For students, flying the proper traffic pattern is one of the most difficult concepts to master. They must learn to make judgements and decisions rapidly and correctly. As mentioned in an earlier article the traffic pattern is a dynamically changing concept. Heights and angles need to change based on various conditions. The most important condition that needs to be addressed is wind. For a student (and many pilots) wind is an enemy. Wind requires that the student change everything about his traffic pattern. What he has learned on a calm day is now wrong. Be it altitude or angles they now must be adjusted if the student is to have a safe traffic pattern. How many times have we, as instructors, told new solo students they cannot fly that day because the wind is too much? This article will deal with headwinds. Another article will discuss crosswinds.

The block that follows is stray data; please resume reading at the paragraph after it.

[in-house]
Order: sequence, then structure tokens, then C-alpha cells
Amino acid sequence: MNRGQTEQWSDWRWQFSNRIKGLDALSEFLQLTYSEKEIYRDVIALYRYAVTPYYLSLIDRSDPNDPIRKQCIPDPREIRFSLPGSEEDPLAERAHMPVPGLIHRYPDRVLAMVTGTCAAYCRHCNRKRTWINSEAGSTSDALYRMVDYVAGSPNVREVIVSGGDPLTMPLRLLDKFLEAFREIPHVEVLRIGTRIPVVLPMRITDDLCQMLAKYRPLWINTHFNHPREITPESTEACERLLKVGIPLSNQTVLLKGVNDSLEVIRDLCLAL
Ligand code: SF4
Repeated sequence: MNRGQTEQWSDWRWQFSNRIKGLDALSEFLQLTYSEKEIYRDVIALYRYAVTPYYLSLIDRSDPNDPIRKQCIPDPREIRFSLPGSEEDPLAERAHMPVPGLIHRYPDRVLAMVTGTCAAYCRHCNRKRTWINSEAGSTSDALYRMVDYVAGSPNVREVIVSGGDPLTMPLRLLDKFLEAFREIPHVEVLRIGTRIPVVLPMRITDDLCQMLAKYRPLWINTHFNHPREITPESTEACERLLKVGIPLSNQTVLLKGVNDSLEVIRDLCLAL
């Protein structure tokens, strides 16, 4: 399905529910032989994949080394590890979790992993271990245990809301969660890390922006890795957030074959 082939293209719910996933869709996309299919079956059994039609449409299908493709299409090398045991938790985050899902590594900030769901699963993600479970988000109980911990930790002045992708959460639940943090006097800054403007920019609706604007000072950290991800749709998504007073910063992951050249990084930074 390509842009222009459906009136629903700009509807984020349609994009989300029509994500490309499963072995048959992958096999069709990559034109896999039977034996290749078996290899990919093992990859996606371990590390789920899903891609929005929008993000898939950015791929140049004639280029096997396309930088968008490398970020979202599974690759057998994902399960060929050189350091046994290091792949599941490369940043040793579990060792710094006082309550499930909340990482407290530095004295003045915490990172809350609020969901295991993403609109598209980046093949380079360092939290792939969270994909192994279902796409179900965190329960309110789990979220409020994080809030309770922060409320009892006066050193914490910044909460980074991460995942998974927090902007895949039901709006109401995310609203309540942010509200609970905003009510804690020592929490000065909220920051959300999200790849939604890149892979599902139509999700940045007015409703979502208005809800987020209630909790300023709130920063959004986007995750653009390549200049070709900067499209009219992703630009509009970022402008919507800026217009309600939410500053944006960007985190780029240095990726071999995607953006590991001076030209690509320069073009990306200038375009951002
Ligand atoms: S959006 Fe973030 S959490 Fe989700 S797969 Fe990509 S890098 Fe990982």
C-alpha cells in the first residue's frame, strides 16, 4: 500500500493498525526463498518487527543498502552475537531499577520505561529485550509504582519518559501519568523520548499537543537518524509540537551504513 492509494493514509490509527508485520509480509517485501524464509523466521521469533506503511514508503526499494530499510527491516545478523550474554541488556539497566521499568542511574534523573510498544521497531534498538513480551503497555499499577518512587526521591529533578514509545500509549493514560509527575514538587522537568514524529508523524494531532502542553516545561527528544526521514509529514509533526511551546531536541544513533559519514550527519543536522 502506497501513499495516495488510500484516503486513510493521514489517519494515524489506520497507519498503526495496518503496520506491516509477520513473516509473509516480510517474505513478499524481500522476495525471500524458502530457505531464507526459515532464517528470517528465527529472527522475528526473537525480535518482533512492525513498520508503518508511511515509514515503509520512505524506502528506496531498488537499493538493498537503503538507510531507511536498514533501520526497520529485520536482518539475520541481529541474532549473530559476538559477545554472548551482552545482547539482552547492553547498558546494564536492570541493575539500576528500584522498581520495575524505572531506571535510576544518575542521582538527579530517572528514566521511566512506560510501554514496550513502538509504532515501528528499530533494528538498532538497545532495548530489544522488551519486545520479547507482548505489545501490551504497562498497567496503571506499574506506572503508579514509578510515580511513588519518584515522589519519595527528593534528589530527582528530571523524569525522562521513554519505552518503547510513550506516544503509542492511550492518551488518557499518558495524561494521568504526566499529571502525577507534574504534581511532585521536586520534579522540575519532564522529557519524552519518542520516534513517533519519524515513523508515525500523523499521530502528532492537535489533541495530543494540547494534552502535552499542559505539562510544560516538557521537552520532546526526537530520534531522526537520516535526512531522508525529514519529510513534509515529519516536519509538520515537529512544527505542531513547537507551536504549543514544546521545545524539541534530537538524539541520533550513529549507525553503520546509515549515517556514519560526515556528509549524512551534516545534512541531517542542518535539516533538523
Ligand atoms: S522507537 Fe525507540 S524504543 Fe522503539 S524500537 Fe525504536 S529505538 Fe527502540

Flying the traffic pattern in windy conditions is really a fairly simple concept. Mastering the concept and applying it to real life is another issue. Every training manual discusses the concept. To review, most books say to fly faster in windy conditions. The general rule of thumb is to add 50% of the maximum estimated gusts to your normal airspeed. The Schweizer manual even say to add, not half, but the entire wind gust to the normal airspeed. However, many books do not go further. There are actually three things that must be done to fly a safe traffic pattern in windy conditions. The first is indeed to increase the airspeed. However, there are two other thing that must be done to be safe. You must stay higher throughout the traffic pattern and you must turn your base leg in closer to the end of the runway. Flying faster does indeed offset some of the effects of wind on the traffic pattern. That is, you will penetrate better into the wind if you fly faster. However, flying faster (above your best L/D speed) also makes you descend faster. So flying faster has a drawback. Your decent rate increases. Your distance covered for each foot of altitude lost is still reduced versus a calm day. Therefore, you have still not made up completely for the headwind if all you do is increase your airspeed. You are still sinking faster than you would in a no wind condition. Thus, you must do more to offset the adverse effects of a headwind. The most obvious thing you can do is to teach your students to maintain extra altitude to make up for the increased rate of decent. More altitude is the key. How much? As a general rule of thumb I have students add 100 feet of altitude (Using angles is a bit more complicated as the change in angle depends on how high you are. At the beginning of the traffic pattern, approximately 1000 feet agl the angle increases by 10%. Yet as you turn final the angle for adding 100 feet is an increase of near 30 to 40%) for every 10 mph of wind. The worst thing the student can do is not adding enough. Hence, add even another factor for the pattern. Turn the base leg in earlier. This will give the sailplane less distance to travel to get to the end of the runway and thus, require less extra altitude.